In the old days — which was to say, six months ago — Tobias could have flown a drone into Jetshaft from the perfect safety of his own office pod. Humans had spent forty years creating an Lunar orbital satellite network that would do the work of a proper ionosphere, and nobody had really comprehended just how useful it had been until the whole thing had just detonated, in the space of three seconds. Trying to figure out why had driven three researchers to suicide; and from what their surviving colleagues had gathered, it wasn’t because the poor bastards had failed to find the answer.

The various Lunar facilities did have enough emergency replacement satellites on-hand to allow limited communications beyond line of sight, and things could be done with relays and cables. But if Tobias wanted to remotely pilot a search vessel out past the horizon, he’d have to stick relatively close to it. That meant firing up a hopper and parking it somewhere with a good view of the target.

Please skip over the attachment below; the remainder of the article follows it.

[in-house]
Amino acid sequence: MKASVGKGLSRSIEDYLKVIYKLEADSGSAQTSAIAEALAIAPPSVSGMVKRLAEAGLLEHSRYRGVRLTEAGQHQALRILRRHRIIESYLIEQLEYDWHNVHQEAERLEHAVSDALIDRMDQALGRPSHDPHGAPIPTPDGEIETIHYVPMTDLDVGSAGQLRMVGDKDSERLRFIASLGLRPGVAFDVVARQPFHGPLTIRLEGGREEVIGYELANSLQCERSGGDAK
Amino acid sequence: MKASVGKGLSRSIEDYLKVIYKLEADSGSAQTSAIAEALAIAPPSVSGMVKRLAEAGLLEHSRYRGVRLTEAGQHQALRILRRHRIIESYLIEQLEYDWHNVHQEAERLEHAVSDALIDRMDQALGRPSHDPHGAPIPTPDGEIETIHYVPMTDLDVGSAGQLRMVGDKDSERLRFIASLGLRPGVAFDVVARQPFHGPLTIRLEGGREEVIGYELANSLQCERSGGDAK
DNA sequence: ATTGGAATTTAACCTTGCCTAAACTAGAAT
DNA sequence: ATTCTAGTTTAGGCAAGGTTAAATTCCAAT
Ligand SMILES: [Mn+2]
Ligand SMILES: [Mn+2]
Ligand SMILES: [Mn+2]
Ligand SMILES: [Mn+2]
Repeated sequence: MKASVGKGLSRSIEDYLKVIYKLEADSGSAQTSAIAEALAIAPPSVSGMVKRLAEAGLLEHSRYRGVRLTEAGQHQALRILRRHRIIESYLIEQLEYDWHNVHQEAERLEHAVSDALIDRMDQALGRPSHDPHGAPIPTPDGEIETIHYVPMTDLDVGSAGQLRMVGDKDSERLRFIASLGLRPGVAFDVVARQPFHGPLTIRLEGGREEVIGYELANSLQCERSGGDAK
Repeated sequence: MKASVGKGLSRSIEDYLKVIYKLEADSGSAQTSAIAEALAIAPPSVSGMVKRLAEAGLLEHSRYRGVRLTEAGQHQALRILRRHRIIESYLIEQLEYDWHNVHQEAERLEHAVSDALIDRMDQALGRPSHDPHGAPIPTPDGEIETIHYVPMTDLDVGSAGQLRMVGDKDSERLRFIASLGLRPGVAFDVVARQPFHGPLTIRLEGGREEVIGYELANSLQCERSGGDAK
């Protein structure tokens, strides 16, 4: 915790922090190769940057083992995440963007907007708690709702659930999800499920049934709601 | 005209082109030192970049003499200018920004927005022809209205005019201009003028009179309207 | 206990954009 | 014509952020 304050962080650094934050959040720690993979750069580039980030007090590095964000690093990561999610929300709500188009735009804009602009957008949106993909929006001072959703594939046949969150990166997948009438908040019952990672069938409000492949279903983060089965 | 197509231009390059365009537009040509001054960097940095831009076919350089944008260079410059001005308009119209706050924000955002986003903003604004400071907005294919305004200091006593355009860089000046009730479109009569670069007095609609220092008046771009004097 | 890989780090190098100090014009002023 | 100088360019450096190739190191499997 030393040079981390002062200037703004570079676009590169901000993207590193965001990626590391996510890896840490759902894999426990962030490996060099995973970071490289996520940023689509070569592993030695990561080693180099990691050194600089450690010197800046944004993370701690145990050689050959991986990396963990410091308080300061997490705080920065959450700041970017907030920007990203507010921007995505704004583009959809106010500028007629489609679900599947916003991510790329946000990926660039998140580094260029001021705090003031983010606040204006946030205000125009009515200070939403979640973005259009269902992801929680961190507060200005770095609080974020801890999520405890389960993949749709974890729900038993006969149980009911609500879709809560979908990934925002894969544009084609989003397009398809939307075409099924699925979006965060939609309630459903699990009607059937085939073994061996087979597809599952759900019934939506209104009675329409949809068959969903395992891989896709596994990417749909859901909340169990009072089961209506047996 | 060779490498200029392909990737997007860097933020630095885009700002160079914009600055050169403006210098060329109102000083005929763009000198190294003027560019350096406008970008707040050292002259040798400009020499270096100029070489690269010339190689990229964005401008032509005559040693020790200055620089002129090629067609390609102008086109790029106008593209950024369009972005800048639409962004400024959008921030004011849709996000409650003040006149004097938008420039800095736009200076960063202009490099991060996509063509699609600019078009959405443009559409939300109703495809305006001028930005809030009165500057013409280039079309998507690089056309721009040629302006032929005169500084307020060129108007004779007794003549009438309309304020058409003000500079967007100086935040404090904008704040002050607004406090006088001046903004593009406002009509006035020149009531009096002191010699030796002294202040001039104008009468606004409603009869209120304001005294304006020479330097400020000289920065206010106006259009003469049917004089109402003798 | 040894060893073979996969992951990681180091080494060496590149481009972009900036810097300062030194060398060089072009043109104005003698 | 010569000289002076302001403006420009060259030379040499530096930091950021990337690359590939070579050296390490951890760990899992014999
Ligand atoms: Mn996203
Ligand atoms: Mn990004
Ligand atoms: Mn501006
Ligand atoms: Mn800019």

And it has to be me, he thought as the drone approached the target. Everybody else is too busy with keeping us all alive. Even this trip was only justifiable because it would be malignantly helpful if they could loot Jetshaft for spare parts. Plus rescue any survivors, naturally. The other facilities all needed more workers.